I have a question about Plantinga's Free Will Defense that I assume someone here can help me answer. It's a question, not an argument.
Suppose I suffer from the following condition: there is no world that God could have actualized in which I am significantly free with respect to a significant range of choices and do not freely sin. Suppose also that there is no one that God could have called off of the bench, as it were, to take my place who does not suffer from this condition. It seems that a consequence of this assumption is this:
(1) Although it is a fact that in @ 'CL sins' expresses a true proposition, this is not a fact for which I am morally responsible.
I take it that because it is part of the story that there is no surrogate that God could have put in my place that would have lived an impeccable life, God cannot be held responsible for choosing to actualize what God knew to be a defective person over some merely possible impeccable person. So, we get:
(2) Although it is a fact that in @ 'CL sins' expresses a true proposition, this is not a fact for which God is morally responsible.
Now, just to be clear. When I say that someone is not morally responsible for something, I do not mean that they are not morally responsible in a generic sense. In other words, I do not mean to say that this is a fact for which they cannot claim responsibility in a morally significant sense. These are facts for which the relevant agents might be answerable, but not facts for which they ought to be blamed. If there is no way things could have been such that I do not freely sin once, that I freely sin at least once and 'CL sins' expresses a true proposition, I cannot see that this is the fact for which I can be blamed. Not if we assume something like the principle of alternate possibilities.
So far, I do not think anyone will have any major qualms with anything that I've said. Myself, I'm not a fan of principles of alternate possibilities. But, it seems that Plantinga assumes something in the ball park. (Whether he must is an interesting question. Far more interesting, I fear than the question I'm raising. If you want to discsus it, see the previous post and thread.) So, I take it Plantinga wants to say that there is something for which we can be properly blamed. If not, it is hard to see how the free will defense amounts to a defense. Maybe the natural alternative is something like this:
(3) What I am primarily responsible for is the act or omission that made it true that 'CL sins' expresses a true proposition in @.
If God had actualized w1 rather than @, I would have freely shot a man in Reno just to watch him die. But, since God actualized @ rather than w1, I did no such thing. In @ I freely knocked over a Piggly Wiggly in Yazoo. So, what I am properly responsible for is freely knocking over the Piggly Wiggly in Yazoo. But, what blocks the inference to:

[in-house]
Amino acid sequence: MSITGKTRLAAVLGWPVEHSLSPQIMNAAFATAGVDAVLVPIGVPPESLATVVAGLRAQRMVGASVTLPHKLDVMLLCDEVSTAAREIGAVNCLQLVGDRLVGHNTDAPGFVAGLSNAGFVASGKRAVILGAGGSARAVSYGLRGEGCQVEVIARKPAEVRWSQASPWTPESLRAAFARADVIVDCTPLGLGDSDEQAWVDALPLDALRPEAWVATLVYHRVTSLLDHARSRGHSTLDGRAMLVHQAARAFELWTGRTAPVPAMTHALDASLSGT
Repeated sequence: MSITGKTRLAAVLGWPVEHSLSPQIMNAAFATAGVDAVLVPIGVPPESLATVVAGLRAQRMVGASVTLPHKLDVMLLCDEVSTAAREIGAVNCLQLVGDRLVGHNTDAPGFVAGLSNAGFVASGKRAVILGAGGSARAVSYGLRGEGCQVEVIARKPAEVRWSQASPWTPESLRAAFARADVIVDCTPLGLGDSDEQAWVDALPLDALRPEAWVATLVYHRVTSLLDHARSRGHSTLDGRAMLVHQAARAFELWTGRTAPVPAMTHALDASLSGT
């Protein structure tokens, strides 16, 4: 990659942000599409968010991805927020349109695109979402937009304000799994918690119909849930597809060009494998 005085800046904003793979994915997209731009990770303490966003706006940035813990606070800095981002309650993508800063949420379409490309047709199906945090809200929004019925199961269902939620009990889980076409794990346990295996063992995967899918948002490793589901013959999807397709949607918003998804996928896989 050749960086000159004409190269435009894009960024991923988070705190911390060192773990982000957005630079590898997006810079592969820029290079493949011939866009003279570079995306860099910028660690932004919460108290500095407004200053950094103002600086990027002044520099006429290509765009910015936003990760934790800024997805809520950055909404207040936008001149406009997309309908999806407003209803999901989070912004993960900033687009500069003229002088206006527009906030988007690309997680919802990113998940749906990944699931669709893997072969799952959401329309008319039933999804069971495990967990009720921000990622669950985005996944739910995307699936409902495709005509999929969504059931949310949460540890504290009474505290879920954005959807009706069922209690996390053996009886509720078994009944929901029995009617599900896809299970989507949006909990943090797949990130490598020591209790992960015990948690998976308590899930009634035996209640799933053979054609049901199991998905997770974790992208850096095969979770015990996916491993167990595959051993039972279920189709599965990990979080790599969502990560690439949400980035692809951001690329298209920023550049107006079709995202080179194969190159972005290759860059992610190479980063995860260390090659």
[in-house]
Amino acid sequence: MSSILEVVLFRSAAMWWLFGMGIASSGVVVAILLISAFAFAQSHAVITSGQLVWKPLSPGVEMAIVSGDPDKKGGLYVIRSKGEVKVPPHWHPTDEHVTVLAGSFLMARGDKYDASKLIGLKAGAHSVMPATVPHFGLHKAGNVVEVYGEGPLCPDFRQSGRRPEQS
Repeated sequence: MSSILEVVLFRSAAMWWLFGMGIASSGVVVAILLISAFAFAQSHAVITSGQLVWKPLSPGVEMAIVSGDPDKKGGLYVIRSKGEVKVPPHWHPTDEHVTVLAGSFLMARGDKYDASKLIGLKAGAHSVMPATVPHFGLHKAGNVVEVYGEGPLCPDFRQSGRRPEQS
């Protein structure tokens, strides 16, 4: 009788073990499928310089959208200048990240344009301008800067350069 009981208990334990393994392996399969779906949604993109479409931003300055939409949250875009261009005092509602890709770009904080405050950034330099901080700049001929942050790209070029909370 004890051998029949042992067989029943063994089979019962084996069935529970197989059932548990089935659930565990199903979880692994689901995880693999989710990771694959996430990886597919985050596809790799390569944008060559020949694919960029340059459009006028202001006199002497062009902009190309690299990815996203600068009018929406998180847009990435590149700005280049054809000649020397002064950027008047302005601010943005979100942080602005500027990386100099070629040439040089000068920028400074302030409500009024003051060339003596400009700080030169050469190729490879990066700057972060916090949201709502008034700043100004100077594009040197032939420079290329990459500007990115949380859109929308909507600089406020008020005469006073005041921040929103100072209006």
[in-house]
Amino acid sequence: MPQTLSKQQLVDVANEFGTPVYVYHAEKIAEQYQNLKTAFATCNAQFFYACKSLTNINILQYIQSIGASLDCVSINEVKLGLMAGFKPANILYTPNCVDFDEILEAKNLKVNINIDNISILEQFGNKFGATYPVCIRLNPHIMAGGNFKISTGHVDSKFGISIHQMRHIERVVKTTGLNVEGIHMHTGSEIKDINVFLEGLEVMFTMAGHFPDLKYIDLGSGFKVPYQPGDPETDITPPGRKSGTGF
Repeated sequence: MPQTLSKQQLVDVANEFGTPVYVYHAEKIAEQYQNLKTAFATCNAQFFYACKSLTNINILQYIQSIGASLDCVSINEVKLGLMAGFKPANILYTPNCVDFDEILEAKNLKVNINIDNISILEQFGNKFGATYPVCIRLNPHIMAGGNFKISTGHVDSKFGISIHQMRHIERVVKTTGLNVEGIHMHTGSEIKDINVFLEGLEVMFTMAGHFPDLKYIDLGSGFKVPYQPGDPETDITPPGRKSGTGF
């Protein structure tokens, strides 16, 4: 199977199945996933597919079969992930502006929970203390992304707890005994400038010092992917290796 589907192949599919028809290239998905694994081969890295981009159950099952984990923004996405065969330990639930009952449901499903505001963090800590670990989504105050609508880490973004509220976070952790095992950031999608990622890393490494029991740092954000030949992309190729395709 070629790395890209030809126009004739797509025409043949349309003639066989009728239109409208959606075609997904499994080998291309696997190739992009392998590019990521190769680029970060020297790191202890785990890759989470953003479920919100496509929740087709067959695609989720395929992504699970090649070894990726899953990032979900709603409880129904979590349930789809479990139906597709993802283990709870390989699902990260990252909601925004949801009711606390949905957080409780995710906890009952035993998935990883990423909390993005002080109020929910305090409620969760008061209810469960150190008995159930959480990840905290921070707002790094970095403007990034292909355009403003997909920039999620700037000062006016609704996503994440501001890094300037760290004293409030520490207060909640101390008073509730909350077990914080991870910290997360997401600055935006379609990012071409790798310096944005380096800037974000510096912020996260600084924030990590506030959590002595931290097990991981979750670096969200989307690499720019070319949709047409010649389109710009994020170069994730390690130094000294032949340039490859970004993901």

(4) God is morally responsible for actualizing a world in which CL makes 'CL sins' express a true proposition in the @-way rather than the w1-way.
We know that God had to actulize some world or other for morally good reasons and that the worlds included worlds in which we'd freely sin. But in selecting @ over w-1, why can't the victims that suffer the @ sins say they have a claim against both me and God since God could have just actualized the world segment where I'd freely sin otherwise and elsewhere?
Here is where things get tricky. It seems to me a not terribly crazy thing to say this in response. In choosing which worlds to weakly actulize, in light of the inevitability of my sinning somewhere or other and the necessity for creating a situation in which this will occur, you cannot say that God is morally responsible in a blameworthy manner by actualizing @ rather than w1 if morally speaking it would have been worse for the w-1 sins to have occurred than the @-sins. Better to rob a Piggly Wiggly than to shoot a man in Reno. And, the victims of the robbery cannot rightly demand that there was such a trade off. But, if this is the whole of the response, it only generalizes across the relevant range of cases on the hypothesis that to have actualized different initial world segments differently, people would have not freely sinned in less evil ways.
But this seems like a rather strong assumption. Now, someone could just say that this assumption is possibly true but as the modalities pile on top of each other, I start to get dizzy. So, let me say that there is one kind of response that will not work. As someone once said, moral responsibility does not sum to 1. While it is true that I am primarily responsible for sinning the way I do in @, that does not by itself establish that someone who created the conditions under which this is a foregone conclusion is not partially responsible for what happens in virtue of the effects of my sinning in @. Consider an analogy. Imagine there was some world leader who for somewhat obscure reasons thought it was crucially important to topple another country's leader knowing in advance that terrorist and insurgent groups would respond in ways that would lead to mass civilian casualties. (This example is purely hypothetical. Well, possibly purely hypothetical.) Surely the civilians affected had claims against both parties unless the world leader could at a minimum show that those actually harmed would have been worse off under alternatives or others would have been worse off in intolerable ways in which case their suffering becomes a necessary evil.